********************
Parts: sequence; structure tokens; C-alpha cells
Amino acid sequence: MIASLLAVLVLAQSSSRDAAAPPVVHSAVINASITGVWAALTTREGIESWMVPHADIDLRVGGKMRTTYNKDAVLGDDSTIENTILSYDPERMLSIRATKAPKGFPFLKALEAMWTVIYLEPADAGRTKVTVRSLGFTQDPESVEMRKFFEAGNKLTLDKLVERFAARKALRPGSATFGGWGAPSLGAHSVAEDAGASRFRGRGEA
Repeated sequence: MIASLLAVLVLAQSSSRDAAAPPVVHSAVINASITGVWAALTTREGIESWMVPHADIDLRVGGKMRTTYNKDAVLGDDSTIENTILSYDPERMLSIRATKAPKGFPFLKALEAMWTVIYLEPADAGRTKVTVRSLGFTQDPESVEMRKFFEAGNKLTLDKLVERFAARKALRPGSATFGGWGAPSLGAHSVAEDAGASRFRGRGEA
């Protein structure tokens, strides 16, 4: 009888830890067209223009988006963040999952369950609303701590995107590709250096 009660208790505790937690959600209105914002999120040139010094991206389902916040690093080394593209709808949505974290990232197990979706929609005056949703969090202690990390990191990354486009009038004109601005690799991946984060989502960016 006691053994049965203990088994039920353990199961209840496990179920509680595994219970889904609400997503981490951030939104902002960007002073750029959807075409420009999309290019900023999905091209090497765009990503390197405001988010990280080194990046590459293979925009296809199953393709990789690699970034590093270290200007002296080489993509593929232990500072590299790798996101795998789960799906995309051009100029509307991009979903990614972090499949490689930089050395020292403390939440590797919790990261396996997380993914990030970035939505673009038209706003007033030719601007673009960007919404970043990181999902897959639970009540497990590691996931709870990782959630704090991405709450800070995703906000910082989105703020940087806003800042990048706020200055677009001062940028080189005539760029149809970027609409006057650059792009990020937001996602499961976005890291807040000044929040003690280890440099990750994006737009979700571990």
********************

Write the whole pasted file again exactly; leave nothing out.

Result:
Parts: sequence; structure tokens; C-alpha cells
Amino acid sequence: MIASLLAVLVLAQSSSRDAAAPPVVHSAVINASITGVWAALTTREGIESWMVPHADIDLRVGGKMRTTYNKDAVLGDDSTIENTILSYDPERMLSIRATKAPKGFPFLKALEAMWTVIYLEPADAGRTKVTVRSLGFTQDPESVEMRKFFEAGNKLTLDKLVERFAARKALRPGSATFGGWGAPSLGAHSVAEDAGASRFRGRGEA
Repeated sequence: MIASLLAVLVLAQSSSRDAAAPPVVHSAVINASITGVWAALTTREGIESWMVPHADIDLRVGGKMRTTYNKDAVLGDDSTIENTILSYDPERMLSIRATKAPKGFPFLKALEAMWTVIYLEPADAGRTKVTVRSLGFTQDPESVEMRKFFEAGNKLTLDKLVERFAARKALRPGSATFGGWGAPSLGAHSVAEDAGASRFRGRGEA
């Protein structure tokens, strides 16, 4: 009888830890067209223009988006963040999952369950609303701590995107590709250096 009660208790505790937690959600209105914002999120040139010094991206389902916040690093080394593209709808949505974290990232197990979706929609005056949703969090202690990390990191990354486009009038004109601005690799991946984060989502960016 006691053994049965203990088994039920353990199961209840496990179920509680595994219970889904609400997503981490951030939104902002960007002073750029959807075409420009999309290019900023999905091209090497765009990503390197405001988010990280080194990046590459293979925009296809199953393709990789690699970034590093270290200007002296080489993509593929232990500072590299790798996101795998789960799906995309051009100029509307991009979903990614972090499949490689930089050395020292403390939440590797919790990261396996997380993914990030970035939505673009038209706003007033030719601007673009960007919404970043990181999902897959639970009540497990590691996931709870990782959630704090991405709450800070995703906000910082989105703020940087806003800042990048706020200055677009001062940028080189005539760029149809970027609409006057650059792009990020937001996602499961976005890291807040000044929040003690280890440099990750994006737009979700571990």